Author note: Julie A. Werner-Simon is a law professor adjunct at Drexel University School of Law and teaches Marijuana Law: History, the Constitution & Best Business Practices.
The November 2020 presidential election broke records. More votes were cast for president (some 165 million) than ever before in our history.
We have not surpassed this percentage of voters in a presidential election (approximately 67%) in 120 years, that is, since the election of William McKinley and his Vice president Theodore Roosevelt in 1900 at 73.7%.
However, this uptick of participation in the political process has revealed entrenched partisanship. This, when coupled with what we witnessed on the steps of the capitol, shows that we are a nation riven by polarization. Reminiscent of 1860, as the nation splintered over slavery, we appear hopelessly divided by what the framers called “faction,” or as it is known today “political tribalism.”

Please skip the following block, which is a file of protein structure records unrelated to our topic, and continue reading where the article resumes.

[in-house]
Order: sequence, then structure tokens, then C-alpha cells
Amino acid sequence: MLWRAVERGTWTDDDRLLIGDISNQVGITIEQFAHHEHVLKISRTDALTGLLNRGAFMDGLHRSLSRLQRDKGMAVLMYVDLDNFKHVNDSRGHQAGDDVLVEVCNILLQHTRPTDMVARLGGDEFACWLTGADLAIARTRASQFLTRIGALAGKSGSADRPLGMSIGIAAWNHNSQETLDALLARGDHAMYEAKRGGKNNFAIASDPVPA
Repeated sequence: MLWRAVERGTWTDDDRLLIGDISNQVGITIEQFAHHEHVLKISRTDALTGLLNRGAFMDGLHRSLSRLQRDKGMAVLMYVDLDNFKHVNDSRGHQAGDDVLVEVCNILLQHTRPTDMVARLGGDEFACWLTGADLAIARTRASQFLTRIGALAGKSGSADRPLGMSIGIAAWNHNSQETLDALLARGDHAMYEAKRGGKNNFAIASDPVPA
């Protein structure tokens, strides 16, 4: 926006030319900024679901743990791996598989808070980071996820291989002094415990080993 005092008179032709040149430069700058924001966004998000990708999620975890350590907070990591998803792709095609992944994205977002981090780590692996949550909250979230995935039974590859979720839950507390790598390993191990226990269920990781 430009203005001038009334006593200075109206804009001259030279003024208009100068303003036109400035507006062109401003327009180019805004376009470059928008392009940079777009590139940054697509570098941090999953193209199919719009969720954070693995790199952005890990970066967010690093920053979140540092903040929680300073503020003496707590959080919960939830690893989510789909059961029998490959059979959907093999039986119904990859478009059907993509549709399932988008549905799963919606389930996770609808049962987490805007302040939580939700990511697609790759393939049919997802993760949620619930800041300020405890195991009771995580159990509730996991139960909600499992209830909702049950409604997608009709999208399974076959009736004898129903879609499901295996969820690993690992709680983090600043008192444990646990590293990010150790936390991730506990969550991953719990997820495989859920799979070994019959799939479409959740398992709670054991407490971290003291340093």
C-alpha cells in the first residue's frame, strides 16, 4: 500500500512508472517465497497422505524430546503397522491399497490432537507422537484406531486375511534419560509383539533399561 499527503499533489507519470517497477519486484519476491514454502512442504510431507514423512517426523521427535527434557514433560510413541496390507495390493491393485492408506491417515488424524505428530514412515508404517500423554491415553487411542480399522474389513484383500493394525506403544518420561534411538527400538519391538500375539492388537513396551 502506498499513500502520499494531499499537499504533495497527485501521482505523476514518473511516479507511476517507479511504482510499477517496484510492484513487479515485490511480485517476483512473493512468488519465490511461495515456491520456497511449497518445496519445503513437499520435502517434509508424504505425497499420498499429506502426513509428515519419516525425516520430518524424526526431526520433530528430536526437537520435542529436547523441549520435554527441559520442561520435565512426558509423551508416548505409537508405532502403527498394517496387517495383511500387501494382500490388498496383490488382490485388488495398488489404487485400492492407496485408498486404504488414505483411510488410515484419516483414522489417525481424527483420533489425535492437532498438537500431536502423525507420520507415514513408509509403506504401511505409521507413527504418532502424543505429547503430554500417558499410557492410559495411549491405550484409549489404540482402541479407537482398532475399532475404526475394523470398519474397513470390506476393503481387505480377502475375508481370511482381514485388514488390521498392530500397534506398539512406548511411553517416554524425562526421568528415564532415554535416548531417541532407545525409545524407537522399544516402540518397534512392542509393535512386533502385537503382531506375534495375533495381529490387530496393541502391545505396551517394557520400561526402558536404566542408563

Our politics (riffing on James Madison’s Federalist Papers Number 10) has devolved into jersey-wearing domestic factions with “citizens united and actuated in some common impulse . . . adverse to the rights of other citizens.” Social scientists have confirmed that 21st-century politics is less about principles and more like allegiances to home-town sports teams with many voters, quoting a University of Kansas study, “caring more about . . . winning . . . than they do [about] ideology or issues.”
But partisan-Mason Dixon divisions have not infused every political issue. There is one that trumps the jersey, and has done so from the mountains to the prairies: it is cannabis legalization. Blue, red, and purple states voted green this past November.
Five states from diverse regions of the country had cannabis on the ballot in November, specifically: Arizona, Mississippi, Montana, New Jersey, and South Dakota. And as Rolling Stone magazine “vernacularly” noted, “[e]very single weed initiative passed